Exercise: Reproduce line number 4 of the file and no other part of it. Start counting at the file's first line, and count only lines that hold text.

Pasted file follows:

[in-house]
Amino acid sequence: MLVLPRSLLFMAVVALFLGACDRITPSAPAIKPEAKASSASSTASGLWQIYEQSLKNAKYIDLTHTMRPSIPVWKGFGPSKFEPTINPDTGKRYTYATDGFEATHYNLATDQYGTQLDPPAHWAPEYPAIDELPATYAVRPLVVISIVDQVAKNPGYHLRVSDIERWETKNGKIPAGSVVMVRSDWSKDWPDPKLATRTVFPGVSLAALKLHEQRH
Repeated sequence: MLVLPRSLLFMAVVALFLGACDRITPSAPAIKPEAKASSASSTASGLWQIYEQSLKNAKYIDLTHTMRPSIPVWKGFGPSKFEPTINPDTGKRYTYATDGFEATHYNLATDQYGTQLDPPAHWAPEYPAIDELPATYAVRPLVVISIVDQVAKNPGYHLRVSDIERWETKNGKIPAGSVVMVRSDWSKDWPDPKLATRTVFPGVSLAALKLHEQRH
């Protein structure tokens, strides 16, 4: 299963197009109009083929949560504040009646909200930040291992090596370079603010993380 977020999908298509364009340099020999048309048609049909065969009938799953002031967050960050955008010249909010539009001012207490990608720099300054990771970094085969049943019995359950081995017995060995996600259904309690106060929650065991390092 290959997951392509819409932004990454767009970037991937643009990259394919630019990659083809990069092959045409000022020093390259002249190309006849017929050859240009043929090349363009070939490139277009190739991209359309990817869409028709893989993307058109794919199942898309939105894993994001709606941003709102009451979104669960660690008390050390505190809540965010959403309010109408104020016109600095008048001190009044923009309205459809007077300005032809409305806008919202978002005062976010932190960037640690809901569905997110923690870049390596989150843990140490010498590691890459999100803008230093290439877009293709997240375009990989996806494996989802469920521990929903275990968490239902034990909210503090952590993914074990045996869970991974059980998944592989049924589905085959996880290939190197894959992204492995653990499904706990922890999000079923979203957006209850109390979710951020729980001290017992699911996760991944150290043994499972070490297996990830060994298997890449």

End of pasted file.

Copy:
């Protein structure tokens, strides 16, 4: 299963197009109009083929949560504040009646909200930040291992090596370079603010993380 977020999908298509364009340099020999048309048609049909065969009938799953002031967050960050955008010249909010539009001012207490990608720099300054990771970094085969049943019995359950081995017995060995996600259904309690106060929650065991390092 290959997951392509819409932004990454767009970037991937643009990259394919630019990659083809990069092959045409000022020093390259002249190309006849017929050859240009043929090349363009070939490139277009190739991209359309990817869409028709893989993307058109794919199942898309939105894993994001709606941003709102009451979104669960660690008390050390505190809540965010959403309010109408104020016109600095008048001190009044923009309205459809007077300005032809409305806008919202978002005062976010932190960037640690809901569905997110923690870049390596989150843990140490010498590691890459999100803008230093290439877009293709997240375009990989996806494996989802469920521990929903275990968490239902034990909210503090952590993914074990045996869970991974059980998944592989049924589905085959996880290939190197894959992204492995653990499904706990922890999000079923979203957006209850109390979710951020729980001290017992699911996760991944150290043994499972070490297996990830060994298997890449």